We are now well into our second academic year at Reformation Bible College (RBC), and strongly encouraged by our growing student body. As with last year's class, the new crop of students are eager to pursue their biblical and theological studies with us, and the faculty and staff count it a rare privilege and delight to serve them. What's more, it is not only the student body that grows from year to year at RBC—our curriculum grows as well, with new offerings added every semester to fulfill our various four-year bachelor of arts degrees. This in turn means that our faculty also needs to grow. With that in mind, it brings us no small joy to announce RBC's newest faculty member: Professor of New Testament, Dr. Ben C. Dunson.
Ben Dunson currently teaches at Redeemer University College in Ontario, Canada. He completed his Ph.D. in 2011 at the University of Durham, U.K., focusing on Paul's Letter to the Romans. Previous to his Ph.D. studies, Ben earned an M.A.R. in Biblical Studies and a Th.M. in New Testament, both from Westminster Theological Seminary in Philadelphia, PA. Ben and his wife Martha have three young sons: William "Liam" Albert, Elliot Clark, and Calum Stephen. Do keep the Dunson family in prayer as they prepare to move from Canada to central Florida for Ben to begin teaching in January 2013.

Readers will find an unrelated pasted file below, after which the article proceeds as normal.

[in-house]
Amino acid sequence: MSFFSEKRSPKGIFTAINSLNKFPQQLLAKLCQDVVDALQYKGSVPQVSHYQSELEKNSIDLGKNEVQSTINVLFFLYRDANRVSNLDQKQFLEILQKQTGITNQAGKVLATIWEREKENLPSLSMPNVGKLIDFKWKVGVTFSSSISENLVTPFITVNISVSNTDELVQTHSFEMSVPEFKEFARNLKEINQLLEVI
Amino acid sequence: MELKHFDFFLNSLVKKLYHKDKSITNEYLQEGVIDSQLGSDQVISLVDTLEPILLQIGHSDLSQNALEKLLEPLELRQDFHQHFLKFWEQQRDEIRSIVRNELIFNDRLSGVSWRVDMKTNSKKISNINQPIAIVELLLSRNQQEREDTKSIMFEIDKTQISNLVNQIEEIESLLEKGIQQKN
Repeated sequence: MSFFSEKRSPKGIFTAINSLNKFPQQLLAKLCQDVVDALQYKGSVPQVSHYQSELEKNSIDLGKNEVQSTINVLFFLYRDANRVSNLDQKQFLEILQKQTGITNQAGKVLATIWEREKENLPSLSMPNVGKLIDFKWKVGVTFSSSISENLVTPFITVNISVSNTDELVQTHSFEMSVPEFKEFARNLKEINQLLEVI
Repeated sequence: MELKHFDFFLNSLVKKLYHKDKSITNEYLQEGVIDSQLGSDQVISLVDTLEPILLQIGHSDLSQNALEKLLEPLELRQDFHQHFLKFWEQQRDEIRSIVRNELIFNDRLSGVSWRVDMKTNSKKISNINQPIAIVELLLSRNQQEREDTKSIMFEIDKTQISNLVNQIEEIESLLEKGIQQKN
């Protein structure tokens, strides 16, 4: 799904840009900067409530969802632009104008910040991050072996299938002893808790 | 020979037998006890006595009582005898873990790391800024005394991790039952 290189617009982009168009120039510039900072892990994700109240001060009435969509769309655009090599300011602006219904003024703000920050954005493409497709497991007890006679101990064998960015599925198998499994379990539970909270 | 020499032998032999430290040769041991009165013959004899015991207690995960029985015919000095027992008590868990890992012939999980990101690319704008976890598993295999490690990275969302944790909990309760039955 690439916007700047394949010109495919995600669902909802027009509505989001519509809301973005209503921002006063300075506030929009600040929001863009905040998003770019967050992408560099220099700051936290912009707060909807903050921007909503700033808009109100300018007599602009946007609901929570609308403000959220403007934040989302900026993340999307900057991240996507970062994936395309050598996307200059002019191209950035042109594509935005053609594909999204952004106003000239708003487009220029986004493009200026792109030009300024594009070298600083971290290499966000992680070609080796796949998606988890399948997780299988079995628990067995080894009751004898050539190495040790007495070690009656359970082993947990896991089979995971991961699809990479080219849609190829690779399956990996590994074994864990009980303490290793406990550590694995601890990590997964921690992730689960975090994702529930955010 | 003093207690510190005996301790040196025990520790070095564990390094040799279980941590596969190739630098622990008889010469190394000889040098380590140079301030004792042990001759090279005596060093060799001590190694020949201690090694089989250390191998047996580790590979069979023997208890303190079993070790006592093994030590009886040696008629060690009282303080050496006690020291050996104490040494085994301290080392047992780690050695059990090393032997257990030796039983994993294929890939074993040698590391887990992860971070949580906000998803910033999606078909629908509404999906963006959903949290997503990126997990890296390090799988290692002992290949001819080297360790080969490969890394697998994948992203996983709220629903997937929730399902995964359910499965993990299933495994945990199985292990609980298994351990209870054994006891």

Keep RBC in your prayers as well, that God will continue to equip us to equip our students; that we will remain unswervingly convicted about the need for rigorous biblical and theological studies at the undergraduate level. Certainly, men the likes of Dr. Ben Dunson could be teaching at the graduate and post-graduate levels, but by God's grace we have brought him here to teach the church's college-aged sons and daughters, young people who will go on to any number of different fields like medicine, missions, and motherhood. RBC's faculty hiring agenda is a reflection of the solid commitment and child-like hope that grip us: only through a deeper knowledge of God's Christ-revealing Word, will the light of truth shine into the darkness of our age, and the church see another generation of reformers.